Posted on: 16 04 2024.

The Basics of Microservices Security

This blog aims to explain microservices and the ways to use them securely. Various security threats are growing exponentially on an hourly basis and to protect our applications we are offering insights into those threats by highlighting the importance of best practices for microservices security and ways to defend against such threats.

What are Microservices?

Microservices, or microservices architecture, is a cloud-native architectural approach in which a single application is composed of many loosely coupled and independently deployable smaller components (services). Those services communicate with each other typically through a combination of representational state transfer (REST) APIs, event streaming, and message brokers. The greatest value of the microservices revolves around their architectural definitions and characteristics which also provide business benefits (code can be updated more easily e.g. new functionalities/features can be added without touching the entire application, possible use of different stacks and different languages for different components, components can be scaled independently and that way reducing the cost of scaling up the entire application because one feature is experiencing too much load).

Because of microservice’s scalability and agility, many organizations are migrating from traditional monolithic (tightly coupled) architecture.

Why is Microservices Security Important?

Due to the complexity of the microservice architecture, it stands to common sense that every module separately must be treated as a potential security risk. To minimize that risk, each service must implement an appropriate security policy.

Prevention of security breaches and attack risk mitigation is essential for every company that uses an application that is completely or partially based on microservice architecture. This way data breaches will be prevented, leading to an increase in the company’s reputation while boosting customer’s trust.

Common Threats to Microservices Security

Injection Attacks (SQL injection, NoSQL injection)

Over the years, we have seen traditional web application injection attacks. Form fields would get used to load in specific injection attacks like SQL injection to manipulate SQL databases, but the injection attacks are slowly moving over to API Injection attacks as well. API injection (NoSQL injection) is an attack that is executed in part of the application which parses, evaluates, or concatenates the attacker string into an API call.

Microservices APIs are susceptible to injection attacks as well, given that for many of the API endpoints, you can, for instance, submit query string parameters, specific payload in the form of JSON, or even, malicious payloads that could very well lead to issues when sent. Therefore, during API development, ensure you apply proper data validation, handle special characters properly in the right place, and disallow special characters in places where they are unnecessary. If API interfaces with a SQL or even NoSQL database underneath it, make sure that attackers cannot send known SQL injection attacks as part of the API endpoint, parameters, or payload by properly sanitizing this data. Also inspecting the request in headers to make sure they do not include elements for a harmful injection attack is something that helps attack prevention.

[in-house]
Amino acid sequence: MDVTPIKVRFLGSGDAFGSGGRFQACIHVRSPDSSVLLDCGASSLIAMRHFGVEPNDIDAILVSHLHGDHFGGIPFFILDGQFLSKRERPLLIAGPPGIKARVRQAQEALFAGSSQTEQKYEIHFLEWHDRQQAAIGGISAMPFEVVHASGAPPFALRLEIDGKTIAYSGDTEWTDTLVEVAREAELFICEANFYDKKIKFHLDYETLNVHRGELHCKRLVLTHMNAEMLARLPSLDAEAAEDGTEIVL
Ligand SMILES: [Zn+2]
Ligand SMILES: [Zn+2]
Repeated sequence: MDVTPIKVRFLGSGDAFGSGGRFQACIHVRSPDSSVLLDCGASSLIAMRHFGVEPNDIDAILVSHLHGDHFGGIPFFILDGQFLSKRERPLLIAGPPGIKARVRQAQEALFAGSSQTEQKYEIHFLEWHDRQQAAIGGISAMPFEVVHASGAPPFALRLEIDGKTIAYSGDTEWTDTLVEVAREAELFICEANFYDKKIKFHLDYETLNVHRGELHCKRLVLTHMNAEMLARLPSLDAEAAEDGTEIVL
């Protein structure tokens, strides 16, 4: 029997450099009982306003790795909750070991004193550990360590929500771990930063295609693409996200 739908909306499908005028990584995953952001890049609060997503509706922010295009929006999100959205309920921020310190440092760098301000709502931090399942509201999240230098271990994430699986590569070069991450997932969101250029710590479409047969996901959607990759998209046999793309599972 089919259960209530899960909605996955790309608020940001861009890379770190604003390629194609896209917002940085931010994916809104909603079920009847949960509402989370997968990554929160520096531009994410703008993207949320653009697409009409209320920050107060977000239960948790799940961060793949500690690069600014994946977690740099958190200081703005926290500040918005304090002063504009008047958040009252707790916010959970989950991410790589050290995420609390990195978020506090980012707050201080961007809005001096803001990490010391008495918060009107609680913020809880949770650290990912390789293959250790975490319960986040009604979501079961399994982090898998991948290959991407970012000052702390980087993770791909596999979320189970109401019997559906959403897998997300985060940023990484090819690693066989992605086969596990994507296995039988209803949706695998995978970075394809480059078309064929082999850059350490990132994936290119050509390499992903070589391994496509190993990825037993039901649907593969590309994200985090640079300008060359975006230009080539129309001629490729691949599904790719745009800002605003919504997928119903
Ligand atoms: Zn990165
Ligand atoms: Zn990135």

Broken Authentication and Authorization

Broken authentication is an exploit of an authentication mechanism in which attackers aim for complete or partial control over other people’s accounts in the system to perform sensitive actions while impersonating them. The authentication mechanism is an easy target for attackers since it is exposed to everyone. Although more advanced technical skills may be required to exploit some authentication issues, exploitation tools are available. Therefore, authentication endpoints and flows are assets that need to be protected.

Broken authorization, also known as broken access control or privilege escalation is a hypernym for the wide specter of flows that rise due to the poorly implemented authorization checks to designate user access privileges. Vulnerabilities like this may affect any application architecture reliant on authorization controls. In a successful attack, the perpetrator may be able to access, modify, remove unauthorized content, or even get full control of the host system.

Insecure Deserialization

Developing a web application sometimes requires you to transfer an object. In simple terms, the object contains a bunch of variables that contain data. However, an object cannot be transferred directly, so it must be converted into something else first.

This conversion is called serialization. Serialization is the process of taking an object and translating it into plaintext. This plaintext can then be encrypted or signed, as well as simply used the way it is. The reverse process is called deserialization when the plaintext is converted back to an object.

In the simplest use case, it is possible to just JSON-encode all the data in the object and use it as it is. Even when developers know that user input is not to be trusted, serialized objects are seen as something different, and the security mindset is forgotten. In these scenarios, insecure deserialization is just another way of sending the payload which then affects an underlying vulnerability.